O.k., let’s just tackle the most obvious thing head on: this is Angelina Jolie’s vehicle.
If you happen to be touched – willingly or unwillingly – by the sea of pop culture and celebrity omnipresence around us nowadays, you can’t help but know who she is, and how famous she is, whether you were splashed with the earlier Gia images, or those of the Billy Bob years, or the more recent I-am-not-a-homewrecker-does-that-kid-have-any-parents period, there she is, lithe-bodied, big-eyed, full-lipped, larger-than-life.
You’re right, I haven’t mentioned her acting. Because I think any roles after Girl, Interrupted have been obliterated by her celebrity persona.
And that’s the main difficulty of A Mighty Heart (whose book rights her current squeeze bought when with his former wife, and who was rumored to have been destined for the lead role, which would have been a huge error too). If she had done this role back around the time of Gia or Girl, Interrupted, she might have been less distracting.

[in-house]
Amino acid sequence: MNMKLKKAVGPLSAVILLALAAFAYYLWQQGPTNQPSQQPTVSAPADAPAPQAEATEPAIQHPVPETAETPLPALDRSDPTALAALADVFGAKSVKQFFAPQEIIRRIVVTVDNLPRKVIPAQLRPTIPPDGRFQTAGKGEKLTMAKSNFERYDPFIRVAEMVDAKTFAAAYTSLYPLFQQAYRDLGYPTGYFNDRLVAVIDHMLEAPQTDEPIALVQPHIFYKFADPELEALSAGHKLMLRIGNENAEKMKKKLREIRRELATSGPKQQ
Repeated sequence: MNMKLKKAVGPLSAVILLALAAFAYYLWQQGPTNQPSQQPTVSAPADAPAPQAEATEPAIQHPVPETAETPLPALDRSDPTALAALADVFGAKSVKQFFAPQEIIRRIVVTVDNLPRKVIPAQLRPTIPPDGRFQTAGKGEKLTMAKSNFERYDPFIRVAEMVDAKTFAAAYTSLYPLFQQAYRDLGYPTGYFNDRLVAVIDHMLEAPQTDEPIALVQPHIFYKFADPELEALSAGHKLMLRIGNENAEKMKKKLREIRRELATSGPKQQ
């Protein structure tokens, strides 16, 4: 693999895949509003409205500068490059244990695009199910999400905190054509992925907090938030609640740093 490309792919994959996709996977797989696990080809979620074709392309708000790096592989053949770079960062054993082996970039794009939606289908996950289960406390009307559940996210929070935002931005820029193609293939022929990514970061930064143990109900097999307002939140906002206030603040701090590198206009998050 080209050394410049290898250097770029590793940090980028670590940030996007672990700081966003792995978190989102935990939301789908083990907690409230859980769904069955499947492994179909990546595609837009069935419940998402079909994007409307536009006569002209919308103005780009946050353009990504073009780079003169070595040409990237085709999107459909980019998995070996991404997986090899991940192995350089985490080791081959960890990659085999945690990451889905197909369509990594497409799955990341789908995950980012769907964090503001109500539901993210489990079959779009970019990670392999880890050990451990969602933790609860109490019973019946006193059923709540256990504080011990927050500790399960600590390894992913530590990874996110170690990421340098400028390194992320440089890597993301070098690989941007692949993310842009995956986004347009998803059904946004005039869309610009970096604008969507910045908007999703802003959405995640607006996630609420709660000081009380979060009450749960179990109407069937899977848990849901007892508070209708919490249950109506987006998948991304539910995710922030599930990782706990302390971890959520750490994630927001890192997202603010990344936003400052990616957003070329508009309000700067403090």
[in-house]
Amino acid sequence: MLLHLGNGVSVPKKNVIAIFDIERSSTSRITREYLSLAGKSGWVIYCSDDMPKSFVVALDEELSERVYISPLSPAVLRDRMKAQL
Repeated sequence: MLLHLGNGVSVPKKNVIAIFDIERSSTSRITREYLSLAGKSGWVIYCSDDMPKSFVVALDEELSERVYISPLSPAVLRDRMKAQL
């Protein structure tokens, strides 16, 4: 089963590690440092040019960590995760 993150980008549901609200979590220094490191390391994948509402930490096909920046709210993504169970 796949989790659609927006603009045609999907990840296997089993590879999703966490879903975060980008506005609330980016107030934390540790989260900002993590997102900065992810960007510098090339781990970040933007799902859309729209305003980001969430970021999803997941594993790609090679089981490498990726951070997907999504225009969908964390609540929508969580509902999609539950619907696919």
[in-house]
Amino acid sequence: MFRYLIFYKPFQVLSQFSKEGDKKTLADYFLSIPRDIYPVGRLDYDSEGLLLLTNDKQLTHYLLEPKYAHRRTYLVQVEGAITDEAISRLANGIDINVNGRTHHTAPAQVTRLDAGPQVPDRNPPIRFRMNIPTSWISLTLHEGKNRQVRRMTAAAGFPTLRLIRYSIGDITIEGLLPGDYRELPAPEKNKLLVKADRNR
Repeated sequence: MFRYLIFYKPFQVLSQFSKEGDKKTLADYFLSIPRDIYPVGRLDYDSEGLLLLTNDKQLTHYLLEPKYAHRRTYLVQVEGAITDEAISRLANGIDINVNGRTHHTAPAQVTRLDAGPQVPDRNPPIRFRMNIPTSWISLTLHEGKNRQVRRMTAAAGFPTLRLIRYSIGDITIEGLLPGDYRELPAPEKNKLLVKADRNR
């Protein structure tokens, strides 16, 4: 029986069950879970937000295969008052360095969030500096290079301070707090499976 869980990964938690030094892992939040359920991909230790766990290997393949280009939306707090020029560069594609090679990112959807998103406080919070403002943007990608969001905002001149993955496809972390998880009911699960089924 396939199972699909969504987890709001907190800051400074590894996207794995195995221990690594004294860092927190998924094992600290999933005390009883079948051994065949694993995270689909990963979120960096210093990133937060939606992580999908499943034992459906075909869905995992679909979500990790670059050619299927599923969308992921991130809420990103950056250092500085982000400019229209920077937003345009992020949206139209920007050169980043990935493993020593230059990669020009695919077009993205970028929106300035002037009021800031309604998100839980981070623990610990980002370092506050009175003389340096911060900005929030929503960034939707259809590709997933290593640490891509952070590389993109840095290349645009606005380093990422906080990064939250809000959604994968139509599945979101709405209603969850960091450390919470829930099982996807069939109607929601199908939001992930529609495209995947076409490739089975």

The first time she appears onscreen, all you can think is “That’s Angie in a curly wig and creepy brown contacts!” And it’s hard to silence that thought for the remaining 1 hour and 39 minutes.
Like the book it is based on, A Mighty Heart opens on January 23, 2002, the day that Wall Street Journal reporter Daniel Pearl (Dan Futterman of The Birdcage fame) disappears. It follows him and his very pregnant wife (and fellow journalist) Mariane (Jolie), as both go through their day. They are due to meet back at the home of their hostess, another WSJ reporter, Asra Q. Nomani (Archie Panjabi) for a dinner party she’s holding that night.